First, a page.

But as a risk manager, you can save money on your premiums by assuming more non-catastrophic risk and raising your deductibles. Why pay more in premium for a low $50 or $100 deductible if you wouldn’t make a claim for anything under $1,000? If you have sufficient emergency cash on hand, you can increase your deductible to $500 or even $1,000 and enjoy a reduction in your premiums to help compensate for the addition of more catastrophic risk coverage.
Do you own or rent your residence?
The biggest risk here, again, is liability. You might already know that if someone slips and falls on your property and sues you, the liability coverage that comes with your homeowner’s insurance (and perhaps umbrella policy) will pick up the tab. But did you know that the liability coverage attached to your home or apartment also follows you outside of your residence? Another risk that is often overlooked is the contents of your homestead. Make sure your coverage limit is sufficient to replace all of your clothes, appliances and audio/video equipment if it were all to go up in smoke. Do a video inventory of your home’s contents as proof of ownership (and store the video outside of the home, for goodness sake, or better yet, in the proverbial cloud).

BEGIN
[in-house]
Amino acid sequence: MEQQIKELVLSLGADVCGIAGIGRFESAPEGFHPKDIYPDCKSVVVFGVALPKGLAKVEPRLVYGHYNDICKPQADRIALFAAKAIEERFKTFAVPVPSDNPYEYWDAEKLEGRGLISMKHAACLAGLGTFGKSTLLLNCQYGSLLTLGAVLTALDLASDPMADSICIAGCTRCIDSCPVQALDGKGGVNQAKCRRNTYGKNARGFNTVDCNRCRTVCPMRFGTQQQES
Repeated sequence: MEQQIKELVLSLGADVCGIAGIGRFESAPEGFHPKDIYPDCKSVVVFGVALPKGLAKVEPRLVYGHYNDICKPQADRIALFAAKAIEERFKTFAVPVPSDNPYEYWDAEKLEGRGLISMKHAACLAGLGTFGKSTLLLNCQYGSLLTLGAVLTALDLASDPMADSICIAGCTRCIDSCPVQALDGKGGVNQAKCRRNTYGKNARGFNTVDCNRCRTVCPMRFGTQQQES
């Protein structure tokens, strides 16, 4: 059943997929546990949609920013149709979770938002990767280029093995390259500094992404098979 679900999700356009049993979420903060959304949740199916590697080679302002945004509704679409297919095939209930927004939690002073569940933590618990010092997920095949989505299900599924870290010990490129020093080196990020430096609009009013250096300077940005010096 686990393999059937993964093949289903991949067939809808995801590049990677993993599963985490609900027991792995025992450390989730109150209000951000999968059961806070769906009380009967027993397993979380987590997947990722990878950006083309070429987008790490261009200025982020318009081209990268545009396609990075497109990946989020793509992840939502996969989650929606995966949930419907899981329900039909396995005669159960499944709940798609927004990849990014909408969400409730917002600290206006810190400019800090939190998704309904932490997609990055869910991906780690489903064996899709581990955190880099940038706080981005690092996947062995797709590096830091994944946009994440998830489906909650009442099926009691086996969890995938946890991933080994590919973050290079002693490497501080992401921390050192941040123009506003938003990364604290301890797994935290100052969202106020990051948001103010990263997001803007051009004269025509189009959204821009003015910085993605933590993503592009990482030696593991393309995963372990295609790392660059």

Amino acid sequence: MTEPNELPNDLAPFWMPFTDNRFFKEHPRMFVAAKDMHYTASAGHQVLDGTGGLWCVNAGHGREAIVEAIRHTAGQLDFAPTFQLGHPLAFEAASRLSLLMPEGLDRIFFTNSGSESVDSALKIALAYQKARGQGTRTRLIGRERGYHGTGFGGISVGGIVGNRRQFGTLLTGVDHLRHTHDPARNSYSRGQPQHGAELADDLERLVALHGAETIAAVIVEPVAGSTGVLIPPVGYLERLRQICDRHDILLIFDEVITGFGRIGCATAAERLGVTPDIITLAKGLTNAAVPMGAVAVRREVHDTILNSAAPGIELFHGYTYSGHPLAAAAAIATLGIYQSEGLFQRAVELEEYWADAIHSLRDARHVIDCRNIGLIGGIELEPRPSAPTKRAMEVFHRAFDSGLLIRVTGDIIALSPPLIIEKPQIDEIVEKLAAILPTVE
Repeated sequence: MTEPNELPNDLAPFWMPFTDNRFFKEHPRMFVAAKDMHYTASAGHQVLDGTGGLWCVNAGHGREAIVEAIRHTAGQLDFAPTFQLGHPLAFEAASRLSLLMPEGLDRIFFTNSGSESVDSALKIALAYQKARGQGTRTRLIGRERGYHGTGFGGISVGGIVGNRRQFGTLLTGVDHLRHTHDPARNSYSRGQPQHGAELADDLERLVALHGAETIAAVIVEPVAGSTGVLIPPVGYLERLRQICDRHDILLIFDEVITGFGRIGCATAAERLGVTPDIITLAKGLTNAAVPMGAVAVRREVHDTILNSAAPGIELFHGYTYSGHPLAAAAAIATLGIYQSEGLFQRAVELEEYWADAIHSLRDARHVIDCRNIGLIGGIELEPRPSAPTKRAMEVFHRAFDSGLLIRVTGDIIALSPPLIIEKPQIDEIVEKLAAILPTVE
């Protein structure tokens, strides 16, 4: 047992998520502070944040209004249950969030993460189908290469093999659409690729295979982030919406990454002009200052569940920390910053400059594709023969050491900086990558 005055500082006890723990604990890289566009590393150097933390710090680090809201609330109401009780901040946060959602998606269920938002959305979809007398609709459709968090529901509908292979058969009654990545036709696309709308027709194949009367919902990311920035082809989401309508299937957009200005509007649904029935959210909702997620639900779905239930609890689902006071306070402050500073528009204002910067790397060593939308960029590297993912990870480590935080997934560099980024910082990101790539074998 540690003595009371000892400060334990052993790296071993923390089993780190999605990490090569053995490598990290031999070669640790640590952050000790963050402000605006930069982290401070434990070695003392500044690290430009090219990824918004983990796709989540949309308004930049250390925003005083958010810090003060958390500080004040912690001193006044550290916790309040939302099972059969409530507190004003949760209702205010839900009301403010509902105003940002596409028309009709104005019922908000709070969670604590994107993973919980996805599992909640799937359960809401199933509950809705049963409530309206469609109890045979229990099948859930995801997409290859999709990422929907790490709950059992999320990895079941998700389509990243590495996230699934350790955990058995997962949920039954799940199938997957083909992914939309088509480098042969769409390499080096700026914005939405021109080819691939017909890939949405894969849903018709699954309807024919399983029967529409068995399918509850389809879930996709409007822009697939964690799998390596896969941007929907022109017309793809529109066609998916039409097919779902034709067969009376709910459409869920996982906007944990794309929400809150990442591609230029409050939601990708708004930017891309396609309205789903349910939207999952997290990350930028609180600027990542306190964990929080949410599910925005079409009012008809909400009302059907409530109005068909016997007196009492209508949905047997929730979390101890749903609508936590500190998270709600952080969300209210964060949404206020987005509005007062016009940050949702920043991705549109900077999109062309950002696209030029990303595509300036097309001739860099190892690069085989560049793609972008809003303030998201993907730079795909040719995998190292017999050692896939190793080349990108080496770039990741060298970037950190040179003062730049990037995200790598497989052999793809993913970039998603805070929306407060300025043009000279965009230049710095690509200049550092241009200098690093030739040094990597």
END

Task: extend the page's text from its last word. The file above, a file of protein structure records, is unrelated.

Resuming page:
Do you have a pulse?
If you’re a living American, you’re now required to have health insurance—at least the Minimum Essential Coverage—under the Affordable Care Act, unless you’d prefer to pay a fee similar to that of an average health insurance policy premium. (Paying for coverage that you don’t actually receive would be a poor risk management decision, by the way.)
I know, I know…you never go to the doctor, right? I understand. I was invincible once too, until I had a near-fatal car accident at the age of 18. I’d still be paying off the medical bills at 40 if it weren’t for health insurance. If you’re healthy, by all means, assume the risk of regular doctor visits with a high-deductible health plan (hopefully used in conjunction with a Health Savings Account, potentially making every qualifying out-of-pocket health-care expense tax-deductible). But don’t roll the dice on catastrophic health-care risks by going without health insurance.
Does anyone in your life rely on you financially?
There are those—life insurance agents, predominantly—who advocate buying a life insurance policy before you need it, because “you’re young and healthy and the coverage will be cheap.” While this might be true, I’m not a proponent of insuring needs you don’t have. That’s not efficient risk management. However, if anyone relies on you financially, you do have a need for life insurance, at least if you’d like their lives to go on monetarily unimpeded if you’re gone.